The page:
private long messageId;

    // ...getters and setters...
}
      

Once again, simple POJOs with Jodd annotations.

Note that we didn't say anything about relationship between these two entities. We will discuss this in more details later; for now just keep in mind that Jodd is all about mapping, so relations are not defined up in front. Instead, you define them with your queries when needed.

Database configuration

It is a good practice to have a prefix for database tables used by the application. We can specify it in Jodd's annotations, but better way would be to specify the default prefix for all entity beans. This is done in joy.props. While there, we can also enable the debug mode for more verbose logs.

                
db.debug=true
db.dbOomConfig.tableNames.prefix=jd_
        
      

Java Service

Finally, it's time to read the database and return the data! We are going to write a bean containing the (business) logic. This bean will be marked as @PetiteBean to become registered in the application's Petite container. No other registration is required!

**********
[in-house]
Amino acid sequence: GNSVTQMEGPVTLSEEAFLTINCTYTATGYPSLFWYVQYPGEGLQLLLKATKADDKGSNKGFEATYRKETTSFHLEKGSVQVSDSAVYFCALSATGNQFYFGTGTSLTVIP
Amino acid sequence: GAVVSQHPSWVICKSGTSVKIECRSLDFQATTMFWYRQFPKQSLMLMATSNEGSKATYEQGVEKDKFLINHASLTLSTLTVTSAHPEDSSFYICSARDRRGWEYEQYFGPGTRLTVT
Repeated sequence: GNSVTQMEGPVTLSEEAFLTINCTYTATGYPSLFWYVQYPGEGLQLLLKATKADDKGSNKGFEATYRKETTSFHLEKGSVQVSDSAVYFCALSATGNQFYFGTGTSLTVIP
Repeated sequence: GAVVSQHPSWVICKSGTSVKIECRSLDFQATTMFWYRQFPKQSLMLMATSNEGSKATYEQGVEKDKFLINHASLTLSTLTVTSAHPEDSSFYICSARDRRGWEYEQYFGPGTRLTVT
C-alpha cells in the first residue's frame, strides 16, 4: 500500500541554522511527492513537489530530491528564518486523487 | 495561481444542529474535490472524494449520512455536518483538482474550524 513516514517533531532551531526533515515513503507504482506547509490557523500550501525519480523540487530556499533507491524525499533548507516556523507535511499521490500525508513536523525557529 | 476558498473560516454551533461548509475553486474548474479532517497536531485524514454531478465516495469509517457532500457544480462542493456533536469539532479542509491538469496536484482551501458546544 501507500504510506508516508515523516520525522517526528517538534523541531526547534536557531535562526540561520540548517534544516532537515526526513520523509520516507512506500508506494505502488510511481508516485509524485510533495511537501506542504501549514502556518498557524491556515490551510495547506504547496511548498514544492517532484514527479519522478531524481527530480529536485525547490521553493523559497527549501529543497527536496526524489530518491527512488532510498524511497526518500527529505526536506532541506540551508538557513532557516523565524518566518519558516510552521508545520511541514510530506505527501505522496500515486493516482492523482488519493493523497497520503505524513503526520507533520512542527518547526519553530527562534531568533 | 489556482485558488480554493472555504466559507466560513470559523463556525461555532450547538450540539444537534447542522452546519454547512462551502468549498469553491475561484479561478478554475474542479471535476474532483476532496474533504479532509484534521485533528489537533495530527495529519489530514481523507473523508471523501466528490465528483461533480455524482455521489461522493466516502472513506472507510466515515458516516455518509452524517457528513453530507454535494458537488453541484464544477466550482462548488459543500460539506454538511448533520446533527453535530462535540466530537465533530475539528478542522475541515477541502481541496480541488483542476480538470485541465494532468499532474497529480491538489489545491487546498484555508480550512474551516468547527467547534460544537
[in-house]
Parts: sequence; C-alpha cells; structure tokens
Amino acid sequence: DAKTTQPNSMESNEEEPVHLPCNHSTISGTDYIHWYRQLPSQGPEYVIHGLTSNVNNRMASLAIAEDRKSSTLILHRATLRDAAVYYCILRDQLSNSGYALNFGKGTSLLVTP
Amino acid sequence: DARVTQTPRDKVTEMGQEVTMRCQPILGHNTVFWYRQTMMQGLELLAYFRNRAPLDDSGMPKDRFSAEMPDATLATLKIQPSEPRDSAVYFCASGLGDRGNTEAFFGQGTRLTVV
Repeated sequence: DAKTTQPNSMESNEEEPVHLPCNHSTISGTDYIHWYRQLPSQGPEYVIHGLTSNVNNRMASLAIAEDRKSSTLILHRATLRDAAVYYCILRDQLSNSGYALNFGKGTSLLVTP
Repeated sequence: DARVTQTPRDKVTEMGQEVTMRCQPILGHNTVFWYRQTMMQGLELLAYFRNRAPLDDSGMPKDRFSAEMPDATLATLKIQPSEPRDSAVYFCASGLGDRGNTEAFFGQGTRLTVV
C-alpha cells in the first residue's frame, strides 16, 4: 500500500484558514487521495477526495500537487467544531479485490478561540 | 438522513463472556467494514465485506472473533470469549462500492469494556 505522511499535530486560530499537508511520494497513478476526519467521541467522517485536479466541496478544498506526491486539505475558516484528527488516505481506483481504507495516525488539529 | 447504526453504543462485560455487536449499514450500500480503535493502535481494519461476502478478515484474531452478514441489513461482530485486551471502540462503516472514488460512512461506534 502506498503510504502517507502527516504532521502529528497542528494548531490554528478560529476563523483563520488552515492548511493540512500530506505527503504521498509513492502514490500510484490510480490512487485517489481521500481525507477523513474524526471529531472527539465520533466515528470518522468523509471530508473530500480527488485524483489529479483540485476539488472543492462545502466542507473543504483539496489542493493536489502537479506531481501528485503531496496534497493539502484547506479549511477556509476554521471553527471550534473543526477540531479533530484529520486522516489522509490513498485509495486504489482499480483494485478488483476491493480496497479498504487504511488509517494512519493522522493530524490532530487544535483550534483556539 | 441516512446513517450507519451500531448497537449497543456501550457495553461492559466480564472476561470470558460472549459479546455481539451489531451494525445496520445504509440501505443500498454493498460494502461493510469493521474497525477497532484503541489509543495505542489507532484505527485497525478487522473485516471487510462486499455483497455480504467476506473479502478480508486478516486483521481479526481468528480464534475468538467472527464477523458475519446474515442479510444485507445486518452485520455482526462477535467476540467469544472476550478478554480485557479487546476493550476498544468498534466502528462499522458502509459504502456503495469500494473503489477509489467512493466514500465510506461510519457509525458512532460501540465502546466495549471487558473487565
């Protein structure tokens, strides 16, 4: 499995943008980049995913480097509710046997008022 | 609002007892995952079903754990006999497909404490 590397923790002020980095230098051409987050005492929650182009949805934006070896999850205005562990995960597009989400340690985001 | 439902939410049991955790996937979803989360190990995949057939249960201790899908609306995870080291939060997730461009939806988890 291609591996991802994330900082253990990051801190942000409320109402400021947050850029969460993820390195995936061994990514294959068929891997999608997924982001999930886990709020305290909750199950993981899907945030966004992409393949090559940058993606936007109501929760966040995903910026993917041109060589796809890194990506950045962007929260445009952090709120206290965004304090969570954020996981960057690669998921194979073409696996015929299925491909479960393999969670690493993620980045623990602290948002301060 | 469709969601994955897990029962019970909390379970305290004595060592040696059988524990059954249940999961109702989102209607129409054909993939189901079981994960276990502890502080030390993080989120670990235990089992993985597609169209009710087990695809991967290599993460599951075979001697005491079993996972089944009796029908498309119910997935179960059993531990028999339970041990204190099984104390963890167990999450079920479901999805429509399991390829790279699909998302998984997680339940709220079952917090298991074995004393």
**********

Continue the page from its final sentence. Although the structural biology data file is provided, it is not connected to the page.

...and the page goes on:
Since our method is accessing database, it has to run under database transaction. To enable database session for the method we just need to mark it with transactional annotation.

Instead of SQL, we will write queries using T-SQL (Template SQL). It's an extension to common SQL that provides special macros that may reference our Java entities. This significantly simplifies writing of native SQL queries!

                
@PetiteBean
public class AppService {

    @ReadOnlyTransaction
    public List<Message> findLastMessages(int count) {
        DbSqlBuilder dbsql =
            sql("select $C{m.*} from $T{Message m} " +
            "order by $m.messageId desc limit :count");
        DbOomQuery dbquery = query(dbsql);
        dbquery.setInteger("count", count);

        return dbquery.list(Message.class);
    }
}
      

Our service is simple POJO class, annotated with @PetiteBean annotation. Nothing else is needed, no XML files, registration etc. Moreover, you may use plain SQL queries instead if wish so.

Noticed the @ReadOnlyTransaction annotation? Yeah, that is all what is required to supply your database code with transactional database session.

Awesome, right?!

View

For the web layer, we need a Madvoc action and JSP that renders the result. Madvoc action is a simple bean, annotated with @MadvocAction. Created on every request, Madvoc action is aware of container's context and you can inject your services easily.

                
@MadvocAction
public class IndexAction {

    @PetiteInject
    AppService appService;

    @Out
    List<Message> messages;